For example: The captain will pressurize the cabin for the passengers’ comfort. (The captain will increase the pressure in the cabin to maintain the atmospheric pressure).

If you’ve ever travelled in an airplane or are a frequent flyer, you know what I mean.

However, pressurize can also be used to define the stress or strain although such use is quite informal, figurative and rare.

For example: He’s an executive who was pressurized by a heavy workload. (he’s subject to excessive stress, strain, or vexation)

 Staff vs. Staffs

Wrong: You’re the best staff in our company.

Right: You’re the best employee on our company staff.

Explanation: I have absolutely lost count of how often I hear this word being abused, both in writing and speech, on a daily basis. Blame it on the cultural orientation, and poor English skills of many teachers at elementary schools in India, many people have acquired a wrong impression about the word “staff”. Grammatically speaking, staff is collective noun, meaning a group of professional in a particular organization. Like the word “department”, staff also refers to two or more things or people as a group.

Therefore, you can’t afford to use the word “staff” to mean a single person when it effectively means a group.

For example: He is a reliable staff member. (NOT reliable staff)

Another Example: I would like to thank the staff of the Department of Technology for their help. (NOT staffs)

NB: As far as “staffs” is concerned, it can be used to mean a group of different departments in a company. However, such usage is quite rare. To know more about staffs, please take your time to read this. Also, you might also like to read this to understand the comprehensive usage of “staff”.

Disagree with any of my ideas? Feel free to reply (not revert) to me with your thoughts in the comment section.


Comments

  1. Avi says

    Great post and some good examples.

    However, I am still not clear about the following:

    “Wrong: Stop pressurizing me!

    Right: Stop pressuring me! (A line from the popular track Scream by Michael Jackson)

    For example: The captain will pressurize the cabin for the passengers’ comfort. (The captain will increase the pressure in the cabin to maintain the atmospheric pressure).

    However, pressurize can also be used to define the stress or strain although such use is quite informal, figurative and rare.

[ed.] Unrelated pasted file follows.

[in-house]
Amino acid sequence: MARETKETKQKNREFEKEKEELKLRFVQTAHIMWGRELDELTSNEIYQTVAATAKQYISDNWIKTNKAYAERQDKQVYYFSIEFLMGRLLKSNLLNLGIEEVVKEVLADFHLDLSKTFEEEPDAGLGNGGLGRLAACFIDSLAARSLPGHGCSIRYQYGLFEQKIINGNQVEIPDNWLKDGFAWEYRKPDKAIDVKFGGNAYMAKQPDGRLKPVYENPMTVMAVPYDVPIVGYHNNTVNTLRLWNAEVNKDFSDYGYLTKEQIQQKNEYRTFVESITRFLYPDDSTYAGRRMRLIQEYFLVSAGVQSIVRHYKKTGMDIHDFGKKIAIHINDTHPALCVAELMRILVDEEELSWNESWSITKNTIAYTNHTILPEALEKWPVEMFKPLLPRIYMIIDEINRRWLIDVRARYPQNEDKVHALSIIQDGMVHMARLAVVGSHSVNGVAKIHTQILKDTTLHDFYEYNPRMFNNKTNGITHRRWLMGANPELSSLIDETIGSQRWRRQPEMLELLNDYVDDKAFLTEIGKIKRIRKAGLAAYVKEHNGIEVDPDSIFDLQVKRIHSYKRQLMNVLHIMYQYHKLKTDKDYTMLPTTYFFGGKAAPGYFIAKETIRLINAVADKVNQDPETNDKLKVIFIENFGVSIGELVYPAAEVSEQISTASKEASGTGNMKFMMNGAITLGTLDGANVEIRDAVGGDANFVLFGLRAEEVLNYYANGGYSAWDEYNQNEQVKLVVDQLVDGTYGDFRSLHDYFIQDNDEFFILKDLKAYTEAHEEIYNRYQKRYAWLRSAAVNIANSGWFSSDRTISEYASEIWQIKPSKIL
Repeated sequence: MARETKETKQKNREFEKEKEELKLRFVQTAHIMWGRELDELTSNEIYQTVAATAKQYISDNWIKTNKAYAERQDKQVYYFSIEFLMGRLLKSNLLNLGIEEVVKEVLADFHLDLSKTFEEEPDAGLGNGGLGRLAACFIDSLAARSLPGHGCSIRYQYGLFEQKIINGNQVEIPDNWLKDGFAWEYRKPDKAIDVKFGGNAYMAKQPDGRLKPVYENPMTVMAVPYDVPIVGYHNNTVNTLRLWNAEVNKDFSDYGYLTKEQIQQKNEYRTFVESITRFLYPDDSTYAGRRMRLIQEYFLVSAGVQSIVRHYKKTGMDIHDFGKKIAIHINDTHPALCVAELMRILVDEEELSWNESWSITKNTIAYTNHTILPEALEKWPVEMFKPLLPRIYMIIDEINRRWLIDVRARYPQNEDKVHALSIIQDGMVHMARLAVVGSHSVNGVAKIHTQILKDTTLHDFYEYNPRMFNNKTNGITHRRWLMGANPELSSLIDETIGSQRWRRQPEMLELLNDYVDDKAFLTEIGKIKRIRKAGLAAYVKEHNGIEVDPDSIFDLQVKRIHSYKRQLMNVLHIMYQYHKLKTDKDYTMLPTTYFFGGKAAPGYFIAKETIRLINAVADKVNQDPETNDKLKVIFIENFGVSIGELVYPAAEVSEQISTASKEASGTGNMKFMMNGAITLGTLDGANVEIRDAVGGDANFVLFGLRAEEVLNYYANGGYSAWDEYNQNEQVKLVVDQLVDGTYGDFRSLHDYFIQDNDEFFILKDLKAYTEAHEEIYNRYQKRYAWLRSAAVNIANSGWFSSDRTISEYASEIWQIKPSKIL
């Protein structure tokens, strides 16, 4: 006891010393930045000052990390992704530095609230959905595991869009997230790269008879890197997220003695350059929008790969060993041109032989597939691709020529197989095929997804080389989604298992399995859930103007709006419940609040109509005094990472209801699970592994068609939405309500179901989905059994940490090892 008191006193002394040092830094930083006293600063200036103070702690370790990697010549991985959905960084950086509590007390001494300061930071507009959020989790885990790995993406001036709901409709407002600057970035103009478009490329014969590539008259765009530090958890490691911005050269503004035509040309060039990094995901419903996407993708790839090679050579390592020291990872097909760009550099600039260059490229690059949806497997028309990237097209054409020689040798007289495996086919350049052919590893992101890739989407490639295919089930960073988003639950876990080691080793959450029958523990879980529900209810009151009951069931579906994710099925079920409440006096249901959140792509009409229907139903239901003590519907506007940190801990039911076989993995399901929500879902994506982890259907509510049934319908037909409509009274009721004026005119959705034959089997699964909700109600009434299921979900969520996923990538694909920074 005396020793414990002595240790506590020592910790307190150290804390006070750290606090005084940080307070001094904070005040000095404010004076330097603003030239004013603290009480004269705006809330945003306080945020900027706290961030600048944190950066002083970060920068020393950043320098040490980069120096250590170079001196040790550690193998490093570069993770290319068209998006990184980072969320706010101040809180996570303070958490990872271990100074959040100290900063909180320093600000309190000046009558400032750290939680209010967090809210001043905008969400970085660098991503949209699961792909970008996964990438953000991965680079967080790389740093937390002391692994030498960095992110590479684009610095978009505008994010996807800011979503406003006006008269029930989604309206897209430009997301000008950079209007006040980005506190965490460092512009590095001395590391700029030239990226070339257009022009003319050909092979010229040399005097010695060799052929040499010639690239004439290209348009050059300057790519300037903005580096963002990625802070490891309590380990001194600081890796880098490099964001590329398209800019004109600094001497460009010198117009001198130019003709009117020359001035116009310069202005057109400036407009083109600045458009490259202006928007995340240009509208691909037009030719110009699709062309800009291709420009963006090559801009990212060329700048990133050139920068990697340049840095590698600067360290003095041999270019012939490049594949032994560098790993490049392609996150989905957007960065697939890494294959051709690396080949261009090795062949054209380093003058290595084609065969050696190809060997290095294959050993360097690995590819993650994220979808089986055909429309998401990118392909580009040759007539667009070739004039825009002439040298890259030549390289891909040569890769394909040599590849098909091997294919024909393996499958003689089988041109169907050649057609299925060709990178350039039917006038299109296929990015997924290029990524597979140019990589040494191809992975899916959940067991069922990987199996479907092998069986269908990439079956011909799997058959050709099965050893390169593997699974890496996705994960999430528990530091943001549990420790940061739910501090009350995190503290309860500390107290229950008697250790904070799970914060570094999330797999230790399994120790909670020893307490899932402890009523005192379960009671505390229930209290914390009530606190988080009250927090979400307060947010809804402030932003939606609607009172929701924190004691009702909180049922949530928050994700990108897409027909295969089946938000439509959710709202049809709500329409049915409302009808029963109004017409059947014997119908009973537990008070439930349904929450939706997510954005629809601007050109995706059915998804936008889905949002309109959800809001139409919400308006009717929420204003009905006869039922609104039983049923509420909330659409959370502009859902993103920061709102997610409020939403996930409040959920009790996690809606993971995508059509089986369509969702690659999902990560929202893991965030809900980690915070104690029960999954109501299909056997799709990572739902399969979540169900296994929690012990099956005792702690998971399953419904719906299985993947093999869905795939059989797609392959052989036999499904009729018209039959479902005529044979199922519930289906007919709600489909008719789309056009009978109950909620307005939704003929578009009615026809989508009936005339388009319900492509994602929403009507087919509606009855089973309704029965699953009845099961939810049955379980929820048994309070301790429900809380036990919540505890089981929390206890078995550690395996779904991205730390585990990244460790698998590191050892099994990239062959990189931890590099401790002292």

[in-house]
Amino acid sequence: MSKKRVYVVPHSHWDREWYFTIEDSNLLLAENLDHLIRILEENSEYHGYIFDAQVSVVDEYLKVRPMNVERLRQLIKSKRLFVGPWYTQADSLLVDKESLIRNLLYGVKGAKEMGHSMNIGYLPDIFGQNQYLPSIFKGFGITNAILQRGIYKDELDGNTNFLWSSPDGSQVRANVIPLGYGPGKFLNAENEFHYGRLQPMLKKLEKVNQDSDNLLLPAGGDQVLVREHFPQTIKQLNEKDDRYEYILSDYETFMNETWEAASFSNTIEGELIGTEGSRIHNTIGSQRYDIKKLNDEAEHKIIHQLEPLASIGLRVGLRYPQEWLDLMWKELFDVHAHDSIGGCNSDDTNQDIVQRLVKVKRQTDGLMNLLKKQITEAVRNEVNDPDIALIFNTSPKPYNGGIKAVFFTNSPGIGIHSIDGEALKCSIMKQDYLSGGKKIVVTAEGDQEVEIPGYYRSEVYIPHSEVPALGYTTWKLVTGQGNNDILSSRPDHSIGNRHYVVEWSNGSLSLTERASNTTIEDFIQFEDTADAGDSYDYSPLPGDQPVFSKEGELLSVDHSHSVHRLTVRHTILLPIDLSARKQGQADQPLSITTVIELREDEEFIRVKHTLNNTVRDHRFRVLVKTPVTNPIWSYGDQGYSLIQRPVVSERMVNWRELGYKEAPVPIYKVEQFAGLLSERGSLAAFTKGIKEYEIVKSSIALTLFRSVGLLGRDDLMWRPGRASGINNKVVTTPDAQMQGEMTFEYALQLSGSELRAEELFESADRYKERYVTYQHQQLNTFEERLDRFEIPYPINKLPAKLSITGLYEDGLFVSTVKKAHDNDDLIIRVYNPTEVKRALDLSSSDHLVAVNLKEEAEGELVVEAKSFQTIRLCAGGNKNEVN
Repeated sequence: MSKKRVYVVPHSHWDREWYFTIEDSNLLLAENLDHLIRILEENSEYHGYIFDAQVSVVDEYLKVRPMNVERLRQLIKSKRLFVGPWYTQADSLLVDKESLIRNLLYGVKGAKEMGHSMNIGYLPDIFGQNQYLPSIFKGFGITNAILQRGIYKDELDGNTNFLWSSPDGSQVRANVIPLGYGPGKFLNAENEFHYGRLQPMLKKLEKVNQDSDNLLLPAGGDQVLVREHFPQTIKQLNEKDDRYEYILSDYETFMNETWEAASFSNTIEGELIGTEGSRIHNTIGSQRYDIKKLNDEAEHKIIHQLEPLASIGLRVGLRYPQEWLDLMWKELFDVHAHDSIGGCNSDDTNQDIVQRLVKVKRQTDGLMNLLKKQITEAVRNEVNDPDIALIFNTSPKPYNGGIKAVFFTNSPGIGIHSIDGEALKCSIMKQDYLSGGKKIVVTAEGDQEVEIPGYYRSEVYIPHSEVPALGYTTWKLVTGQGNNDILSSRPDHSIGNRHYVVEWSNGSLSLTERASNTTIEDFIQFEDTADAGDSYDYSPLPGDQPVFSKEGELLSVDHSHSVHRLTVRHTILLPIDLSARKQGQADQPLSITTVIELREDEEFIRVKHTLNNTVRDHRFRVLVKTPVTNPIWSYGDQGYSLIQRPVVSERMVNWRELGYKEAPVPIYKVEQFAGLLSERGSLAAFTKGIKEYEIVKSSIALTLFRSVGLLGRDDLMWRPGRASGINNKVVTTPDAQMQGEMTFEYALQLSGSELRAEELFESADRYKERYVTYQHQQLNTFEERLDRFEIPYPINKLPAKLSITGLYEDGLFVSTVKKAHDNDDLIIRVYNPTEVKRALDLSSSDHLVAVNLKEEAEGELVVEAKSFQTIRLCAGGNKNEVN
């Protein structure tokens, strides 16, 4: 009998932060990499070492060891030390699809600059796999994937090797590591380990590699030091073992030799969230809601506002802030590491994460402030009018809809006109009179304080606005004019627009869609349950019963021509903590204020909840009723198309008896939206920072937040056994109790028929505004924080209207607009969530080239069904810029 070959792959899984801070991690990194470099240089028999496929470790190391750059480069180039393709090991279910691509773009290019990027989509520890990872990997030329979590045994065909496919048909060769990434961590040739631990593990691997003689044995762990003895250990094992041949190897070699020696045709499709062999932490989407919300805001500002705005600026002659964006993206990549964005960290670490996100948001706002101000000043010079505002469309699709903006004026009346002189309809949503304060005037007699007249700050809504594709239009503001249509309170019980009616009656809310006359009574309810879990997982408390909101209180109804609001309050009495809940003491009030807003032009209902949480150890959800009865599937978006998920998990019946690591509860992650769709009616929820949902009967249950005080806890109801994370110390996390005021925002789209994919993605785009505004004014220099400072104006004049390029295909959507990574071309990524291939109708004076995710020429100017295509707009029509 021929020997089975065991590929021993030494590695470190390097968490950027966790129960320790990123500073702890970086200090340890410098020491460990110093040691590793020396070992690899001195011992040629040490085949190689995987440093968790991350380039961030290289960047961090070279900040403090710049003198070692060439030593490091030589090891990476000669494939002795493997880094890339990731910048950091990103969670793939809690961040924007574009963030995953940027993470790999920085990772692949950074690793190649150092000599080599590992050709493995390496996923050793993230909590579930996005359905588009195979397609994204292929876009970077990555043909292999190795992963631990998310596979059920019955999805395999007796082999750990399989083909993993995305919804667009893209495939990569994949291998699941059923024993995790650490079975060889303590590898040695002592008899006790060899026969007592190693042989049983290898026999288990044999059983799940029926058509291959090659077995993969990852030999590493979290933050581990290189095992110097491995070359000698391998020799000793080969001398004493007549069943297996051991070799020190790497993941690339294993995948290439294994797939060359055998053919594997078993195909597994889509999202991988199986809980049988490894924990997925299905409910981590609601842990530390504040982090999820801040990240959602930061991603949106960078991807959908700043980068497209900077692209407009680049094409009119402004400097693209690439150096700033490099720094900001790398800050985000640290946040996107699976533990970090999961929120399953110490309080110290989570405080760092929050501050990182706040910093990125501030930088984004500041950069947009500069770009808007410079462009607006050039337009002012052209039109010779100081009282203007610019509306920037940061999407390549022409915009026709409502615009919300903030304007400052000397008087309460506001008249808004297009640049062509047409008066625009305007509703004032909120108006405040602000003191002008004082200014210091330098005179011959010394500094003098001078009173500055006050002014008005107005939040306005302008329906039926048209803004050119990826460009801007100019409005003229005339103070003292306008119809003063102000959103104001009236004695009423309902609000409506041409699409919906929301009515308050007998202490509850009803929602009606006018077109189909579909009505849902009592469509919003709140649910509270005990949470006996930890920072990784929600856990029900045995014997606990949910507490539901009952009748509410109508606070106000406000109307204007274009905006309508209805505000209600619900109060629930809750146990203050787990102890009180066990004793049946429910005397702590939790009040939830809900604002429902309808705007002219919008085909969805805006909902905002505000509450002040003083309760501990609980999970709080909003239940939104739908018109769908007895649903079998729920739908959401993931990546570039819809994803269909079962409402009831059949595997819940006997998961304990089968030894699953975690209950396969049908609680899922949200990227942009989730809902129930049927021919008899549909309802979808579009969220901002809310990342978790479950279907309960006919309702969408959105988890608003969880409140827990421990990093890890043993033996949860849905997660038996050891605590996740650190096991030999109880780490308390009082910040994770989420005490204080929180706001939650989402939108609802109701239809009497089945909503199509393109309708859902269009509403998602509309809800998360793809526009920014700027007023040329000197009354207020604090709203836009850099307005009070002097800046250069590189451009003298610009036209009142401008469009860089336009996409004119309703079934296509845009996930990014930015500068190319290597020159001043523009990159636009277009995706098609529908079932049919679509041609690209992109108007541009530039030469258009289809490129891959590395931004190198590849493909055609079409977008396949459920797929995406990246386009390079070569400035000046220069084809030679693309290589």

For example: He’s an executive who was pressurized by a heavy workload. (he’s subject to excessive stress, strain, or vexation)”

    Are you saying that “pressurized” can be used in both situations? If yes, then where is the mistake?

    • Susanta says

      Don’t pressure your staff into obeying your orders. (active)

      They staff has been pressurized to obey the orders. (passive)

      I hope this answers your question. Thanks!

  2. Jim Parker says

    I often see “reputed” used incorrectly on resumes of people from India, as in the candidate works for a reputed bank. It still makes me laugh when I see this, as the first thing my mind thinks is the person works for a company that says it is a bank, but he is not sure.

    I did a web search to try and find out why it is misused so often by folks from India. It actually looks like it is being used incorrectly so often people just generally believe it is correct. The sad thing is that this kind of abuse of the word over time will change the definition of the word.

    Example:
    http://www.jobsearch.in/Reputed-Bank-jobs#email_alert_modal

  3. Jim Parker says

    Also, it is much better to say,
    “He’s an executive who was pressured by a heavy workload”
    than to say,
    “He’s an executive who was pressurized by a heavy workload”.

    The only reason pressurized is listed by any dictionary as acceptable here is because it has been misused so often. It is another example of people abusing the language; if it is done often enough then it becomes an accepted part of the language. It is the same way with reputed. My guess is that people from India will continue to abuse the word reputed long enough that it will become perfectly acceptable to say you work for a reputed bank.